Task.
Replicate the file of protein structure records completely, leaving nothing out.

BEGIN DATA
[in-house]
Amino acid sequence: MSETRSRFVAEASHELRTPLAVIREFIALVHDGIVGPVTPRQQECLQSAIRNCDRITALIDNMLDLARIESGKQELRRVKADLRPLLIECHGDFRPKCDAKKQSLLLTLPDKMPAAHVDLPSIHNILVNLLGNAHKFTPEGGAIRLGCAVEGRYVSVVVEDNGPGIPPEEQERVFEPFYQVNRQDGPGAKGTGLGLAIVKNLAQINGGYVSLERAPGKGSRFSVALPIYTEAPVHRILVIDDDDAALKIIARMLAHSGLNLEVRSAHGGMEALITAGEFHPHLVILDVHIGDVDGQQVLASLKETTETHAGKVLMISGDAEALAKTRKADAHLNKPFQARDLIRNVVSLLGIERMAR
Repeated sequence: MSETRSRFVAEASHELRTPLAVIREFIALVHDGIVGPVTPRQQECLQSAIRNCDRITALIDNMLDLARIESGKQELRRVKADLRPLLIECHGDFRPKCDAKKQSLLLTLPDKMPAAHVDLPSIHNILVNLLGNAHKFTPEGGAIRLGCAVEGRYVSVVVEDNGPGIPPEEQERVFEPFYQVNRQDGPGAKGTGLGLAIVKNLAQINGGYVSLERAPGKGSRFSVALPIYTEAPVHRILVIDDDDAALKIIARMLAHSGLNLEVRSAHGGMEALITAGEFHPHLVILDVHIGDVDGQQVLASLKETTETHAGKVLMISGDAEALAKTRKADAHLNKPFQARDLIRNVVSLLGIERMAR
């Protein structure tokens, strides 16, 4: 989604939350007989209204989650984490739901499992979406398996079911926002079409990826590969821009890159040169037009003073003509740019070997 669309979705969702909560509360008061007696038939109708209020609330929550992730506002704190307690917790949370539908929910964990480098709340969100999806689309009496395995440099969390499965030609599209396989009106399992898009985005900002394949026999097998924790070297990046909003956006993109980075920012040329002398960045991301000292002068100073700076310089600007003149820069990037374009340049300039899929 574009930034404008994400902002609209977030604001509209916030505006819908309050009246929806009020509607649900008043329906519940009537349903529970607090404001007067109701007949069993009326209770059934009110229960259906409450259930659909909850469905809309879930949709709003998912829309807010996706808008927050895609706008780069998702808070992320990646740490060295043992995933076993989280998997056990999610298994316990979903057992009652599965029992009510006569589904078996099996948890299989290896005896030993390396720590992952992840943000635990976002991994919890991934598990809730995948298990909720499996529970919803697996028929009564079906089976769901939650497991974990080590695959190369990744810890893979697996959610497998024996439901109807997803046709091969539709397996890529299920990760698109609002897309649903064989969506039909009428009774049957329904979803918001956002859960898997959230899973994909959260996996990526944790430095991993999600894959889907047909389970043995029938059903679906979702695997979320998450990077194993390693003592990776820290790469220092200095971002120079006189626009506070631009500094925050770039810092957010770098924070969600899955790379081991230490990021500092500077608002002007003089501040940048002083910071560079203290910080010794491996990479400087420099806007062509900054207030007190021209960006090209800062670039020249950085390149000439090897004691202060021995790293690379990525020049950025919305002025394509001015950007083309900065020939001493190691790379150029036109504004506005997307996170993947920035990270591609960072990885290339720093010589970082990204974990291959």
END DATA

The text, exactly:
[in-house]
Amino acid sequence: MSETRSRFVAEASHELRTPLAVIREFIALVHDGIVGPVTPRQQECLQSAIRNCDRITALIDNMLDLARIESGKQELRRVKADLRPLLIECHGDFRPKCDAKKQSLLLTLPDKMPAAHVDLPSIHNILVNLLGNAHKFTPEGGAIRLGCAVEGRYVSVVVEDNGPGIPPEEQERVFEPFYQVNRQDGPGAKGTGLGLAIVKNLAQINGGYVSLERAPGKGSRFSVALPIYTEAPVHRILVIDDDDAALKIIARMLAHSGLNLEVRSAHGGMEALITAGEFHPHLVILDVHIGDVDGQQVLASLKETTETHAGKVLMISGDAEALAKTRKADAHLNKPFQARDLIRNVVSLLGIERMAR
Repeated sequence: MSETRSRFVAEASHELRTPLAVIREFIALVHDGIVGPVTPRQQECLQSAIRNCDRITALIDNMLDLARIESGKQELRRVKADLRPLLIECHGDFRPKCDAKKQSLLLTLPDKMPAAHVDLPSIHNILVNLLGNAHKFTPEGGAIRLGCAVEGRYVSVVVEDNGPGIPPEEQERVFEPFYQVNRQDGPGAKGTGLGLAIVKNLAQINGGYVSLERAPGKGSRFSVALPIYTEAPVHRILVIDDDDAALKIIARMLAHSGLNLEVRSAHGGMEALITAGEFHPHLVILDVHIGDVDGQQVLASLKETTETHAGKVLMISGDAEALAKTRKADAHLNKPFQARDLIRNVVSLLGIERMAR
């Protein structure tokens, strides 16, 4: 989604939350007989209204989650984490739901499992979406398996079911926002079409990826590969821009890159040169037009003073003509740019070997 669309979705969702909560509360008061007696038939109708209020609330929550992730506002704190307690917790949370539908929910964990480098709340969100999806689309009496395995440099969390499965030609599209396989009106399992898009985005900002394949026999097998924790070297990046909003956006993109980075920012040329002398960045991301000292002068100073700076310089600007003149820069990037374009340049300039899929 574009930034404008994400902002609209977030604001509209916030505006819908309050009246929806009020509607649900008043329906519940009537349903529970607090404001007067109701007949069993009326209770059934009110229960259906409450259930659909909850469905809309879930949709709003998912829309807010996706808008927050895609706008780069998702808070992320990646740490060295043992995933076993989280998997056990999610298994316990979903057992009652599965029992009510006569589904078996099996948890299989290896005896030993390396720590992952992840943000635990976002991994919890991934598990809730995948298990909720499996529970919803697996028929009564079906089976769901939650497991974990080590695959190369990744810890893979697996959610497998024996439901109807997803046709091969539709397996890529299920990760698109609002897309649903064989969506039909009428009774049957329904979803918001956002859960898997959230899973994909959260996996990526944790430095991993999600894959889907047909389970043995029938059903679906979702695997979320998450990077194993390693003592990776820290790469220092200095971002120079006189626009506070631009500094925050770039810092957010770098924070969600899955790379081991230490990021500092500077608002002007003089501040940048002083910071560079203290910080010794491996990479400087420099806007062509900054207030007190021209960006090209800062670039020249950085390149000439090897004691202060021995790293690379990525020049950025919305002025394509001015950007083309900065020939001493190691790379150029036109504004506005997307996170993947920035990270591609960072990885290339720093010589970082990204974990291959």